In fact, the same is true for the frequency domain and probability domain. Heads-up with LeBron James will not change the results, while playing with someone with your skill level will make the results more or less random. Unless you think your mindset and processes are actually changing every week, the most likely outcome for any given week is a long-term return on investment. [Sources: 1, 8]

I find that the error of the players is so strong because it is difficult for people to understand how the mean reversion occurs. Player error can be so severe that it influences decision making because people tend to “act” after peripheral events. [Sources: 1]

This can be explained by the tendency of traders to judge a decision based on the outcome rather than the quality of the decision at the time it was made. To illustrate the bias in the outcome, we can use the example of a trader trading a system that relies primarily on Fibonacci retracements and extensions. To avoid skewing the result, the trader must think of his trading as a package of many skills. [Sources: 6]

This can be explained by a tendency to seek, interpret, focus, and memorize information in a way that confirms a preconceived notion. Distortions – After generalizations, people agree to distortions in order to adapt the information to their beliefs. The framing effect (cognitive bias) People respond differently to certain choices depending on how they are presented. [Sources: 0, 6]

This can be defined as the tendency to rely on or reinforce a trait or piece of information in making decisions (usually the first piece learned on the topic). Cognitive bias is best explained as a thinking bias that influences people’s decisions and judgments. They arise as a result of our brains trying to simplify information processing. [Sources: 6]

Hindsight bias This is sometimes called the “knew it all” effect — the tendency to view past events as predictably as they happened. Retrospective bias (cognitive bias) The tendency, after an event has occurred, to view the event as predictable, even though there is little objective basis for predicting it. Player error. The tendency to think that future probabilities are distorted by past events when they have not really changed. [Sources: 0, 7]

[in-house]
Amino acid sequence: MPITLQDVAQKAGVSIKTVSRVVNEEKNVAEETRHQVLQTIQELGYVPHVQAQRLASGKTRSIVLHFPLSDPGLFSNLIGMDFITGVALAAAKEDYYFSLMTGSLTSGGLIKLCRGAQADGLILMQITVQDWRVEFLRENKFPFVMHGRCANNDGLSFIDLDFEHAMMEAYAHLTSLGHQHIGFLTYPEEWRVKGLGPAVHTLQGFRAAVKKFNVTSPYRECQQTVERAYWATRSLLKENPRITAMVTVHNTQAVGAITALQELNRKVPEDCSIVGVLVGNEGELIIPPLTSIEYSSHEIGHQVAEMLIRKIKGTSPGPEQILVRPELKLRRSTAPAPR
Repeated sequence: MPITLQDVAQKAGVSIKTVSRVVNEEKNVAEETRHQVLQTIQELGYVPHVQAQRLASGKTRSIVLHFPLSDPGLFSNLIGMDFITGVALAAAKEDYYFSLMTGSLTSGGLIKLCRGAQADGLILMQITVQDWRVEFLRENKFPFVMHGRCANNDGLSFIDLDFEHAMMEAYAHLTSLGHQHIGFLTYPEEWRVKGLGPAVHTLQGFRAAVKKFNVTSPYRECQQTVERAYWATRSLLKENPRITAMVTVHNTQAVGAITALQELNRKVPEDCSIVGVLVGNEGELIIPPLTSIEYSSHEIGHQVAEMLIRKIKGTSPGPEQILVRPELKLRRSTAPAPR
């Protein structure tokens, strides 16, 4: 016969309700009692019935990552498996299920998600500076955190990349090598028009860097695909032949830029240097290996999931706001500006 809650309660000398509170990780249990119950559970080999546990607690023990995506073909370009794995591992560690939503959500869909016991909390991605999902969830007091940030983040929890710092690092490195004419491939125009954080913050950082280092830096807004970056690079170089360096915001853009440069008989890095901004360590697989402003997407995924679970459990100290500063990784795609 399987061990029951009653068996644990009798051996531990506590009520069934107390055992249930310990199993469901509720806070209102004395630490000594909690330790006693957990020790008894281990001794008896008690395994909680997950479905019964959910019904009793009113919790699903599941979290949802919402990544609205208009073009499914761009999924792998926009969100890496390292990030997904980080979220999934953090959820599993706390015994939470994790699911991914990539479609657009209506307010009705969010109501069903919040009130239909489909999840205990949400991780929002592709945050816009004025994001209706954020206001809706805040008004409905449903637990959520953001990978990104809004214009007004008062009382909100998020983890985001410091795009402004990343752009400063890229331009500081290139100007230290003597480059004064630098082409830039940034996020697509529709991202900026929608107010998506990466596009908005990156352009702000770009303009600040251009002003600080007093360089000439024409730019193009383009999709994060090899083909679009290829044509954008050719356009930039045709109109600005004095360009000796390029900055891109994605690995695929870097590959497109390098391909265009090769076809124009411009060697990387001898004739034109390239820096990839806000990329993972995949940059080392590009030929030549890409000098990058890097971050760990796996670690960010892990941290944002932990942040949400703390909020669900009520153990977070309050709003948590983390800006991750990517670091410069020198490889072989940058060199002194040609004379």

Focusing effect. The tendency to attach too much importance to one aspect of an event. The illusion of control. The tendency to overestimate the degree of their influence on other external events. [Sources: 7]

connection error. Tend to assume that certain conditions are more likely than general conditions. Information Bias The tendency to seek information, even if it cannot influence action. Basic rate error (cognitive error). Tend to ignore information about the basic interest rate (general, general information) and focus on specific information (information only relevant to specific cases). Basic bet error or basic bet lost. Tend to ignore information about basic rates (general and general information) and focus on specific information (information related to specific cases only). [Sources: 0, 7]

Availability heuristic. The tendency to overestimate the likelihood of events with increased “availability” in memory, which may depend on how recent the memories are or how unusual or emotionally charged they may be. Player error, also known as Monte Carlo error, occurs when a person mistakenly believes that a certain random event is less or more likely to occur based on the outcome of a previous event or series of events. Hot Hand Bug Hot Hand Bug (also known as the Hot Hand Phenomenon or Hot Hand) is the belief that a person who succeeds in a random event is more likely to succeed in further attempts. The error occurs due to the erroneous concept of the law of large numbers. [Sources: 1, 2, 7]


— Slimane Zouggari